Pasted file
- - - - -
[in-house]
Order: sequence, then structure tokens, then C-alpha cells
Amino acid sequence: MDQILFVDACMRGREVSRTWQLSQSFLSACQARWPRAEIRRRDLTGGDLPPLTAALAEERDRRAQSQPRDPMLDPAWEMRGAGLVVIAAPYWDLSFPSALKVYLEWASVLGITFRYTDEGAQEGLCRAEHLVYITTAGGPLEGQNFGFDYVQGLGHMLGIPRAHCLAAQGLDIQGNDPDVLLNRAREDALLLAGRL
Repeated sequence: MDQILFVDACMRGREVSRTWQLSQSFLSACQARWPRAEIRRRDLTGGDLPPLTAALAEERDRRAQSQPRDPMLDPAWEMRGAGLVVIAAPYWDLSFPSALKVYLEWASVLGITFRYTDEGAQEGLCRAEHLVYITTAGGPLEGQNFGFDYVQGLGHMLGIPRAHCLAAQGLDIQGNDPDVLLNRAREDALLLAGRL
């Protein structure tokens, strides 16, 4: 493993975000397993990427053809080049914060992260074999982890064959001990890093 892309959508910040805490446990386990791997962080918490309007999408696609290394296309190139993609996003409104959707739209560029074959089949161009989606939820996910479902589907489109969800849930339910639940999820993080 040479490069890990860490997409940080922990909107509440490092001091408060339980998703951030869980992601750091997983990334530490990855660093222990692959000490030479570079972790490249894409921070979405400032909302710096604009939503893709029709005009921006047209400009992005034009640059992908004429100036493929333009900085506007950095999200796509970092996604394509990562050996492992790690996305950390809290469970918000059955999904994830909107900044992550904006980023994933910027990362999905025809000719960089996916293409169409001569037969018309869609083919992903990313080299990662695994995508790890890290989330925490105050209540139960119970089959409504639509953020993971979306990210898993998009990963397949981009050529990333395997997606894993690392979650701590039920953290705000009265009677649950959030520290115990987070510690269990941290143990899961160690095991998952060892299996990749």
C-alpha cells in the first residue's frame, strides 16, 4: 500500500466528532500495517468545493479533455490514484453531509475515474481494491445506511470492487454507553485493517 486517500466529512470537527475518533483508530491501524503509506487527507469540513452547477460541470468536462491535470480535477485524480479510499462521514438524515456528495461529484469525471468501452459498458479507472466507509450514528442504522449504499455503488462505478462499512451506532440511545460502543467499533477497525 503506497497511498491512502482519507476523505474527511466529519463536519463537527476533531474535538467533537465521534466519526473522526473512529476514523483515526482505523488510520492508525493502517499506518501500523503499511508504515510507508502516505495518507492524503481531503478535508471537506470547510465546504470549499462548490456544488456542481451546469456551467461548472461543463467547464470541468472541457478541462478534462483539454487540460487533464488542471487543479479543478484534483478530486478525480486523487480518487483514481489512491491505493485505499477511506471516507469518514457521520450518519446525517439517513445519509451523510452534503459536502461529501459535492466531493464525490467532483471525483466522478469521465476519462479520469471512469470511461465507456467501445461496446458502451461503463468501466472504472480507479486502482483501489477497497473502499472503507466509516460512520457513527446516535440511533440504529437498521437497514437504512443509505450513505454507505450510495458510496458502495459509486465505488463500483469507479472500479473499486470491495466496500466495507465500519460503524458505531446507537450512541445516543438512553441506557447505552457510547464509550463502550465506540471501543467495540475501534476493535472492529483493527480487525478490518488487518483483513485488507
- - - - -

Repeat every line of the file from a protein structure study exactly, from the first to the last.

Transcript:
[in-house]
Order: sequence, then structure tokens, then C-alpha cells
Amino acid sequence: MDQILFVDACMRGREVSRTWQLSQSFLSACQARWPRAEIRRRDLTGGDLPPLTAALAEERDRRAQSQPRDPMLDPAWEMRGAGLVVIAAPYWDLSFPSALKVYLEWASVLGITFRYTDEGAQEGLCRAEHLVYITTAGGPLEGQNFGFDYVQGLGHMLGIPRAHCLAAQGLDIQGNDPDVLLNRAREDALLLAGRL
Repeated sequence: MDQILFVDACMRGREVSRTWQLSQSFLSACQARWPRAEIRRRDLTGGDLPPLTAALAEERDRRAQSQPRDPMLDPAWEMRGAGLVVIAAPYWDLSFPSALKVYLEWASVLGITFRYTDEGAQEGLCRAEHLVYITTAGGPLEGQNFGFDYVQGLGHMLGIPRAHCLAAQGLDIQGNDPDVLLNRAREDALLLAGRL
């Protein structure tokens, strides 16, 4: 493993975000397993990427053809080049914060992260074999982890064959001990890093 892309959508910040805490446990386990791997962080918490309007999408696609290394296309190139993609996003409104959707739209560029074959089949161009989606939820996910479902589907489109969800849930339910639940999820993080 040479490069890990860490997409940080922990909107509440490092001091408060339980998703951030869980992601750091997983990334530490990855660093222990692959000490030479570079972790490249894409921070979405400032909302710096604009939503893709029709005009921006047209400009992005034009640059992908004429100036493929333009900085506007950095999200796509970092996604394509990562050996492992790690996305950390809290469970918000059955999904994830909107900044992550904006980023994933910027990362999905025809000719960089996916293409169409001569037969018309869609083919992903990313080299990662695994995508790890890290989330925490105050209540139960119970089959409504639509953020993971979306990210898993998009990963397949981009050529990333395997997606894993690392979650701590039920953290705000009265009677649950959030520290115990987070510690269990941290143990899961160690095991998952060892299996990749």
C-alpha cells in the first residue's frame, strides 16, 4: 500500500466528532500495517468545493479533455490514484453531509475515474481494491445506511470492487454507553485493517 486517500466529512470537527475518533483508530491501524503509506487527507469540513452547477460541470468536462491535470480535477485524480479510499462521514438524515456528495461529484469525471468501452459498458479507472466507509450514528442504522449504499455503488462505478462499512451506532440511545460502543467499533477497525 503506497497511498491512502482519507476523505474527511466529519463536519463537527476533531474535538467533537465521534466519526473522526473512529476514523483515526482505523488510520492508525493502517499506518501500523503499511508504515510507508502516505495518507492524503481531503478535508471537506470547510465546504470549499462548490456544488456542481451546469456551467461548472461543463467547464470541468472541457478541462478534462483539454487540460487533464488542471487543479479543478484534483478530486478525480486523487480518487483514481489512491491505493485505499477511506471516507469518514457521520450518519446525517439517513445519509451523510452534503459536502461529501459535492466531493464525490467532483471525483466522478469521465476519462479520469471512469470511461465507456467501445461496446458502451461503463468501466472504472480507479486502482483501489477497497473502499472503507466509516460512520457513527446516535440511533440504529437498521437497514437504512443509505450513505454507505450510495458510496458502495459509486465505488463500483469507479472500479473499486470491495466496500466495507465500519460503524458505531446507537450512541445516543438512553441506557447505552457510547464509550463502550465506540471501543467495540475501534476493535472492529483493527480487525478490518488487518483483513485488507